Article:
Letters To The Editor

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By The Staff

 Several volunteered during ‘Day of Service’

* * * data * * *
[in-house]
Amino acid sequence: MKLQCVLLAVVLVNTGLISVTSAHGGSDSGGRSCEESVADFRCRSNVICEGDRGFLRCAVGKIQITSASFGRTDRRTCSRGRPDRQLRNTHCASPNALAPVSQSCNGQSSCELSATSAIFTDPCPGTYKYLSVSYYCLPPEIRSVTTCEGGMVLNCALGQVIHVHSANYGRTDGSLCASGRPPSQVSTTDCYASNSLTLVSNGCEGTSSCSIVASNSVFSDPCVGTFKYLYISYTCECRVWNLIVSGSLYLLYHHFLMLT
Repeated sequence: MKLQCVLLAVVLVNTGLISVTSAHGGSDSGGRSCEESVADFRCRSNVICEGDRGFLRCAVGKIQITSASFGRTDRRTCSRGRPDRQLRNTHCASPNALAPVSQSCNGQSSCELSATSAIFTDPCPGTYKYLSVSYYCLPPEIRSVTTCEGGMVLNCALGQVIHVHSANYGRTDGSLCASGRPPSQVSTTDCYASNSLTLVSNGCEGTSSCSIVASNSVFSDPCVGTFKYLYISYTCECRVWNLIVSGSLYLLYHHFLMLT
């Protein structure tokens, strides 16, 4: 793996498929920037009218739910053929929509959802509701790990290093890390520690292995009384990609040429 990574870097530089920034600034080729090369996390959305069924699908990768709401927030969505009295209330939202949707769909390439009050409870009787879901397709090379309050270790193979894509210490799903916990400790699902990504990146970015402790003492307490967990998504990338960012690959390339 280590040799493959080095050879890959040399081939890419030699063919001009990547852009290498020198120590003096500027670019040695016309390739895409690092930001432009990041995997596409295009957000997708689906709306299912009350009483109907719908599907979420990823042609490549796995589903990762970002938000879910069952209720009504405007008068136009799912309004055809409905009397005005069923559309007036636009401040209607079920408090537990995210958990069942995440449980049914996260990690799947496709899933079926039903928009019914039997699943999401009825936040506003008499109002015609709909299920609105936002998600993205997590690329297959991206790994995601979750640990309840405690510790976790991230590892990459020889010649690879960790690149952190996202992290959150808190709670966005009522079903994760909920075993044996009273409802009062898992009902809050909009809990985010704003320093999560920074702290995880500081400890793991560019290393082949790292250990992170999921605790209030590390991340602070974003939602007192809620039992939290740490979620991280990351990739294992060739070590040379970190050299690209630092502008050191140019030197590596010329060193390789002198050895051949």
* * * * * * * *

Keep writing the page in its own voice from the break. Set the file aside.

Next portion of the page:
To the editor:  It was a delight to see the cover story about the Day of Service at Creasey Mahan Nature Preserve. I’d like to extend my sincere gratitude to the exceptional volunteers — “Helping Hands Day of Service” — on Saturday, April 24. We are proud to be part of this wonderful community.  It was a heart warming sight to see 125 volunteers working at Creasey Mahan Nature Preserve with trowels, shovels, paint brushes, and other handy implements. The volunteers accomplished great things and by donating their time, good spirits and skills, many projects were completed. The nature preserve has never looked better and the staff, board of directors and I are humbled by the outpouring of time, care and support given by the members of our community. Thank you.  Many visitors to the nature preserve describe it as a “hidden jewel” in Goshen, and I easily can say that due to the Day of Service, the preserve is more polished and picturesque for all to enjoy. With almost 25,000 visitors last year, many will benefit and have the chance to view the new gardens, picnic pavilion, newly stained fences and picnic tables and enjoy the “facelift” paint job inside the field house, among other projects.  The kind and generous organizers, Betsy and Mark Lowe, said that they selected Creasey Mahan Nature Preserve as their location because they wanted to “give back” in recognition for the many ways that the nature preserve has helped their family, local schools and sports organizations, and the broader community. Their good spirit must have been contagious; I witnessed smiles everywhere I turned. We extend our thanks to the Lowe family, the team leaders, and every single volunteer and plant donor.  As a 501(c)3 non-profit organization, we rely on the members of this community for financial support, as volunteers and for overall goodwill. We are open from dawn until dusk, and never have an admission charge to explore these beautiful 168-acres of rolling hills. Visitors can walk 8.5 miles of wooded and grassland trails; explore four year-round springs and waterfalls; lunch in one of our many picnic areas; view the historic structures, new flower gardens, a nature center and field house; play at the Harmony playground; and visit the Oldham Library Mahan Branch.  As a family-friendly destination, Creasey Mahan Nature Preserve offers year-round outings and events.   Tavia Cathcart,  Executive Director Creasey Mahan  Nature Preserve Goshen   Police are dedicated, altruistic individuals To the editor:  As a private citizen, I would like to remind everyone that the second week of May has been designated “Police Week” by an Act of the United States Congress in 1976. And, May 15, 1999 was proclaimed by the President of the United States as “Peace Officers’ Memorial Day.” This is a day to honor all officers of the law who have been killed in the line of duty. This is a day to honor all officers of the law who have been killed in the line of duty. This is an especially fitting time for all of us to express our sincere appreciation for not only those officers who are retired or working today, but also to remember those fallen officers who, on our behalf, made the supreme sacrifice – their lives. Many of us may not be aware of this special week because law enforcement officers are a humble group of public servants.  They neither seek recognition from, nor request that accolades be bestowed upon themselves by the public. I believe that most feel they chose law enforcement for a career and they’re “just doing their job!” They are, indeed, the consummate professionals. These people ask for nothing from the public, but they have earned our respect and appreciation; yet I know of no publicly-sponsored function to recognize these individuals for the valuable contribution they make to our community. They, more than any group, deserve our support and if you feel as I please send a card of letter thanking them. If you see and recognize an officer in public, take time to say thank you. Law enforcement officers are very dedicated and altruistic individuals who protect our property and save lives. While many serve in professional occupations, whose mission is saving lives, few risk their own while pursuing this goal. We are living in a dangerous world and in perilous times, as exhibited by the attempted bombing on Times Square in New York on May 1. What courage for the officer, mounted on horseback, to approach the bomb-laden vehicle. Anne Gernstein Prospect   Resident also questions planner’s vision  To the editor:  I agree with Connie Dorval’s assessment that Oldham County’s planners lack vision and will take that a step farther to say that I believe they seek what they perceive to be the shortest distance to bigger revenues and paychecks. Dennis Deibel equates the county’s proposed roads through some of the most beautiful (and privately owned) farm land in the state of Kentucky with the importance of building the Watterson Expressway. Planning and Development Attorney Stuart Ulferts thinks it’s inevitable and that we should all grow up. Only Joyce Albertson and David Voegele seem to appreciate the importance of our constitutional rights to live in peace on our lands without fear that our government will try to make it disappear. The right to own and use private property is one of the most important human rights and the cornerstone for prosperity. That is why our founders guaranteed it in the Constitution and listed property in the same category and with the same importance as “life” and “liberty.” They went to great lengths to make sure that generations to follow would protect its sanctity. We must not allow our planners to trample on our land or our rights to it. We, citizens and property owners call upon our planners to use every effort to follow the footprints of existing roads to minimize the disruption and fragmentation of farmland, timberland and wildlife habitat. Oldham County farmers recognize the importance of efficient transportation. They depend on it but, those who work the land know that the right to own property is undeniable and mandatory for the preservation of life and liberty. After all, our forefathers who framed the Constitution were farmers too. The fact is: Oldham County Planning and Development attempted to conceal their efforts to re-classify our properties and the existing roads around them.  We who would be so severly affected by their presumption and total disregard for citizens’ personal property rights smell a rat (or two). Our planners must not circumvent the input of its citizens. Janie Parker  La Grange